Sunday, March 14, 2010

Coming Wednesday: Open-Source Set-Top Boxes?

The FCC is going to release its long-awaited National Broadband Plan this coming Wednesday. Details of the plan are leaking out, and broadcasters are the group that stands to lose the most--see Harry Jessell's column on TVNewsCheck for an analysis of and link to a speech by Reed Hundt, a former Chairman of the FCC and one of the architects of the new Plan.

One element of the plan that's been leaked will also have dramatic impact on cable least if I understand its intent. The FCC will propose a new type of set-top box that will provide equal access to cable and Internet programming. The FCC tried to open up the set-top box business several years ago when it required cable operators to provide customers with CableCARDs (conditional access/tuner devices) that could be inserted into set-top boxes and HDTVs from consumer electronics companies. The cable industry fought implementation of CableCARD tooth and nail, and even today, most CableCARDs don'y allow subscribers to access pay-per-view and other two-way services. As a result, the entire CableCARD program was stillborn, and cable operators continue to equip their customers with tens of millions of proprietary set-top boxes.

On Wednesday, the FCC is likely going to propose that CableCARD be swept aside and replaced with software-based set-top boxes, HDTVs, home theater PCs and other devices that can provide customer authentication, decryption and tuning for digital cable systems without proprietary hardware. These devices will also have Internet connectivity, and will be able to provide access to Internet video in the same device and using the same user interface (interactive program guide) as cable channels. In essence, these new devices would elevate Internet video to the same level as cable channels.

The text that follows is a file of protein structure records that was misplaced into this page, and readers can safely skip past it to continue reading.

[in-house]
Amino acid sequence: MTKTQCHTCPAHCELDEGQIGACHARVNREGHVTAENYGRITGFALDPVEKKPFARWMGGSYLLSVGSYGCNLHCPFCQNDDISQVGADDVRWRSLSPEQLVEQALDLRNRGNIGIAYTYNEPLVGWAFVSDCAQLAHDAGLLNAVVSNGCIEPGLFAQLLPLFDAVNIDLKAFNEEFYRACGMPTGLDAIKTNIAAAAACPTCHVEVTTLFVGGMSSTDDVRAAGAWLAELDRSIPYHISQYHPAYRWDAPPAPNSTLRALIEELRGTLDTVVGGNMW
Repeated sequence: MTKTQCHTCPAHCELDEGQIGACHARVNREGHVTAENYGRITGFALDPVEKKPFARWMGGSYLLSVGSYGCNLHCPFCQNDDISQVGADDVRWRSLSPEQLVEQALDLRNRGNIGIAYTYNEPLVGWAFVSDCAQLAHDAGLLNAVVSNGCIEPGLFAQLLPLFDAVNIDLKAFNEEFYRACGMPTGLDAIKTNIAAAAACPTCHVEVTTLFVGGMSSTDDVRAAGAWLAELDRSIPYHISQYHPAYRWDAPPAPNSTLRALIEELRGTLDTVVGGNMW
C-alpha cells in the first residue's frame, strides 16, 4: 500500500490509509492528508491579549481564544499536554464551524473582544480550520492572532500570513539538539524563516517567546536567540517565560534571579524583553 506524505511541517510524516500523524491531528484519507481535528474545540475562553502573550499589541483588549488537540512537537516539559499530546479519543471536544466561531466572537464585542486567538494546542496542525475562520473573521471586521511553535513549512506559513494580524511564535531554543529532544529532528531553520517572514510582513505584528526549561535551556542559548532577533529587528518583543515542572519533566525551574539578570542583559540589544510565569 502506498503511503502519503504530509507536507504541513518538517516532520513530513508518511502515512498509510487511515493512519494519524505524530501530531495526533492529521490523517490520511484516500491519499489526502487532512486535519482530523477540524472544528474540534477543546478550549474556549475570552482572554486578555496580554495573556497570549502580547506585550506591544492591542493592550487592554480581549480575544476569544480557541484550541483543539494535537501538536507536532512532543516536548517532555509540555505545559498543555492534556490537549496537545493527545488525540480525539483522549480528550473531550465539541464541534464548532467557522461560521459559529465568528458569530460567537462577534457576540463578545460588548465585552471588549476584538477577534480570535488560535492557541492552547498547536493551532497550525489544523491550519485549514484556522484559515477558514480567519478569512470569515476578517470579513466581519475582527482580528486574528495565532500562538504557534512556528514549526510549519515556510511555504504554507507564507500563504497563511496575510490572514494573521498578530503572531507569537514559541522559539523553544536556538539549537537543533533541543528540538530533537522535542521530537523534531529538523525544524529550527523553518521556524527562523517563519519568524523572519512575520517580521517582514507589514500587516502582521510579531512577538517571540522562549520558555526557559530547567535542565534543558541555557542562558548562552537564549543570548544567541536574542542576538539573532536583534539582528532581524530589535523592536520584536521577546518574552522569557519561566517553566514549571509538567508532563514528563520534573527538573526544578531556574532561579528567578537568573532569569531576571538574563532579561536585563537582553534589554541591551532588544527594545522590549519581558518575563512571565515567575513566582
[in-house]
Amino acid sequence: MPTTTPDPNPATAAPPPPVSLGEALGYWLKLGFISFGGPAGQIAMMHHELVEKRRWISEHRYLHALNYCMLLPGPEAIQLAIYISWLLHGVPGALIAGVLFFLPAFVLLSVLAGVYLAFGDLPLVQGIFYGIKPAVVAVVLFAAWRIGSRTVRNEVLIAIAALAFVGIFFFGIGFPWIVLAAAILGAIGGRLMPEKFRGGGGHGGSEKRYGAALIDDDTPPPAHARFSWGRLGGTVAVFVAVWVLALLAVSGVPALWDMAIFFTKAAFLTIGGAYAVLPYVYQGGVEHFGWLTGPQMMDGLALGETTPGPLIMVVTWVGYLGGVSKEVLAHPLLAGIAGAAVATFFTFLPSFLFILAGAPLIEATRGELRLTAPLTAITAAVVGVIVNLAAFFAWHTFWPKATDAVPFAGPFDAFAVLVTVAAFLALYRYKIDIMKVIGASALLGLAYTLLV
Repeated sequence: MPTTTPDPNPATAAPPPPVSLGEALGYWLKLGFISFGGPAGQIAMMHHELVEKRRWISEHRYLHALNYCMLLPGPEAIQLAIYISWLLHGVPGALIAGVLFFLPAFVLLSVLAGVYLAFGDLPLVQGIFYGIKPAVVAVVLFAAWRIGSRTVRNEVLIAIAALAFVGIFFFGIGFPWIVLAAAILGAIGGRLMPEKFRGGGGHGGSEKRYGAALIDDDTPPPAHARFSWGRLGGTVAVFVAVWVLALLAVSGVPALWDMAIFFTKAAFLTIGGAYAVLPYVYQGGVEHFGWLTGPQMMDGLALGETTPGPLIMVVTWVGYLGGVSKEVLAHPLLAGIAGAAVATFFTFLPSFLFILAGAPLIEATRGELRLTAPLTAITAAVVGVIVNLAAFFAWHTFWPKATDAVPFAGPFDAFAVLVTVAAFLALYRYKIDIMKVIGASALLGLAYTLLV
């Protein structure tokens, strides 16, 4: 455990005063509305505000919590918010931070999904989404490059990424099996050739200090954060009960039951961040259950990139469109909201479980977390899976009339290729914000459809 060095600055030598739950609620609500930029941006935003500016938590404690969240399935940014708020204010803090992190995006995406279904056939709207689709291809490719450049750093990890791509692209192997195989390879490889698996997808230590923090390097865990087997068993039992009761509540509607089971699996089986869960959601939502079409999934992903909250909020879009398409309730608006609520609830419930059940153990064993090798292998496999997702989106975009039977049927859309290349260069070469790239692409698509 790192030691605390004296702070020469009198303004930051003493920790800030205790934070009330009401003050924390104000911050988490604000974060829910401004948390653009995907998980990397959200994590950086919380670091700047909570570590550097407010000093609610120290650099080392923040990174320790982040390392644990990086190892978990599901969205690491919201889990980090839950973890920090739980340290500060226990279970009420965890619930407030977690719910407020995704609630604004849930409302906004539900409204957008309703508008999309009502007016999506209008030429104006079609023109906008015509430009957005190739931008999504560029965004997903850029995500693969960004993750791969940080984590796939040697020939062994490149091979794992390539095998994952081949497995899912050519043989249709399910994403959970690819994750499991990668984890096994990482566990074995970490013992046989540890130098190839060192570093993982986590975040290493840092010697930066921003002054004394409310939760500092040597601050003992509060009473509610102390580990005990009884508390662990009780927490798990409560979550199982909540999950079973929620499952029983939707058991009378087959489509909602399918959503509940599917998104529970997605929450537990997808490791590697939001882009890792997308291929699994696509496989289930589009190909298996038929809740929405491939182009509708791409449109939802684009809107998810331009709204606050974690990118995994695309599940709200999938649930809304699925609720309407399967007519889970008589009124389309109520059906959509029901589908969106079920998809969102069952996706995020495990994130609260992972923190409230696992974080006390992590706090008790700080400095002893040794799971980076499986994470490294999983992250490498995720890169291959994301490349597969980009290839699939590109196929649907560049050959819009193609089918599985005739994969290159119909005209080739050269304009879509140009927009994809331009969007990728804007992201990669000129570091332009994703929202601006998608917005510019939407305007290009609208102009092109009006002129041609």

I'm now diving into wild speculation, but here's what I think the FCC will also propose: These new set-top boxes and compatible devices could be purchased by consumers and used on any digital cable system. That means that consumers could move from area to area and use the same set-top box. They would no longer have to pay any monthly equipment leasing charges to cable operators, since the boxes would be configured and made compatible with different cable systems via software and firmware changes.

I know that all of this was supposed to happen with CableCARD and didn't, so why would it happen with this new scheme? It might not--the cable industry will fight it ferociously, especially the part where they have to give equal access to Internet video programming suppliers. The advocates for an open approach have nowhere near the political clout as the cable operators and broadcasters who are going to fight the Broadband Plan. However, the time has come for "soft" cable set-top boxes; the capability to do just about everything they need to do in software has long been there, and the cost of the processing power and memory they need is very low, especially compared to when CableCARD was first proposed.

Set-top boxes that don't require a truck roll in order to install, can be provisioned by consumers and can be upgraded and reconfigured in software would save an enormous amount of money for cable operators. Companies like TiVo and Arris could make a real business out of selling consumer set-top boxes. Any Blu-Ray player with an Internet interface and the horsepower to support Internet video applications could readily be adapted to become one of these new set-top boxes. In the long run, a software-based open design makes more sense for everyone.

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